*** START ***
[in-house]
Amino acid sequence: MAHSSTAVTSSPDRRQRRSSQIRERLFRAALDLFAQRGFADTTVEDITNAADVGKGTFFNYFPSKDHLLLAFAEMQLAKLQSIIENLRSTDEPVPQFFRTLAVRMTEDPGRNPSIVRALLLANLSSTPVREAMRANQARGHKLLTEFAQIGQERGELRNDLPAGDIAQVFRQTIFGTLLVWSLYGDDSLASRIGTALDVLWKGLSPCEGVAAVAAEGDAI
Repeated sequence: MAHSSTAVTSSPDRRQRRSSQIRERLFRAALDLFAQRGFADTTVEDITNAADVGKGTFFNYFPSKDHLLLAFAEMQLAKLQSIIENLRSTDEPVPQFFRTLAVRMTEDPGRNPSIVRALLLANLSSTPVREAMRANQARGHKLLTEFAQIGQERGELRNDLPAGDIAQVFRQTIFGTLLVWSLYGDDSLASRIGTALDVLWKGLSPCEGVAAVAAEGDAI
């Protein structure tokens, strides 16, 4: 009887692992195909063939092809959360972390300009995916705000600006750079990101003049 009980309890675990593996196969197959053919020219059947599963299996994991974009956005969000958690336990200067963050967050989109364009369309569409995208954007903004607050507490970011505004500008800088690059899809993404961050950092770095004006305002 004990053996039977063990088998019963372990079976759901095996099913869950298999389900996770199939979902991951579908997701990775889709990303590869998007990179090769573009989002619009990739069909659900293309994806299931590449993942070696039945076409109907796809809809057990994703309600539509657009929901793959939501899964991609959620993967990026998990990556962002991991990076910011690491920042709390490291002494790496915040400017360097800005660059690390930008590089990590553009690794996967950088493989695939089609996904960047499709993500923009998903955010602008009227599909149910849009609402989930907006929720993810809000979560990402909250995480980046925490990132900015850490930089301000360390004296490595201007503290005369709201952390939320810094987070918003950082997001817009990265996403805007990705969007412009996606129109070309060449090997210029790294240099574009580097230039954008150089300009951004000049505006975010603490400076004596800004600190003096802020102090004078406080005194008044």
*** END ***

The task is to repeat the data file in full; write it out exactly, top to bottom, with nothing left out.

[in-house]
Amino acid sequence: MAHSSTAVTSSPDRRQRRSSQIRERLFRAALDLFAQRGFADTTVEDITNAADVGKGTFFNYFPSKDHLLLAFAEMQLAKLQSIIENLRSTDEPVPQFFRTLAVRMTEDPGRNPSIVRALLLANLSSTPVREAMRANQARGHKLLTEFAQIGQERGELRNDLPAGDIAQVFRQTIFGTLLVWSLYGDDSLASRIGTALDVLWKGLSPCEGVAAVAAEGDAI
Repeated sequence: MAHSSTAVTSSPDRRQRRSSQIRERLFRAALDLFAQRGFADTTVEDITNAADVGKGTFFNYFPSKDHLLLAFAEMQLAKLQSIIENLRSTDEPVPQFFRTLAVRMTEDPGRNPSIVRALLLANLSSTPVREAMRANQARGHKLLTEFAQIGQERGELRNDLPAGDIAQVFRQTIFGTLLVWSLYGDDSLASRIGTALDVLWKGLSPCEGVAAVAAEGDAI
């Protein structure tokens, strides 16, 4: 009887692992195909063939092809959360972390300009995916705000600006750079990101003049 009980309890675990593996196969197959053919020219059947599963299996994991974009956005969000958690336990200067963050967050989109364009369309569409995208954007903004607050507490970011505004500008800088690059899809993404961050950092770095004006305002 004990053996039977063990088998019963372990079976759901095996099913869950298999389900996770199939979902991951579908997701990775889709990303590869998007990179090769573009989002619009990739069909659900293309994806299931590449993942070696039945076409109907796809809809057990994703309600539509657009929901793959939501899964991609959620993967990026998990990556962002991991990076910011690491920042709390490291002494790496915040400017360097800005660059690390930008590089990590553009690794996967950088493989695939089609996904960047499709993500923009998903955010602008009227599909149910849009609402989930907006929720993810809000979560990402909250995480980046925490990132900015850490930089301000360390004296490595201007503290005369709201952390939320810094987070918003950082997001817009990265996403805007990705969007412009996606129109070309060449090997210029790294240099574009580097230039954008150089300009951004000049505006975010603490400076004596800004600190003096802020102090004078406080005194008044």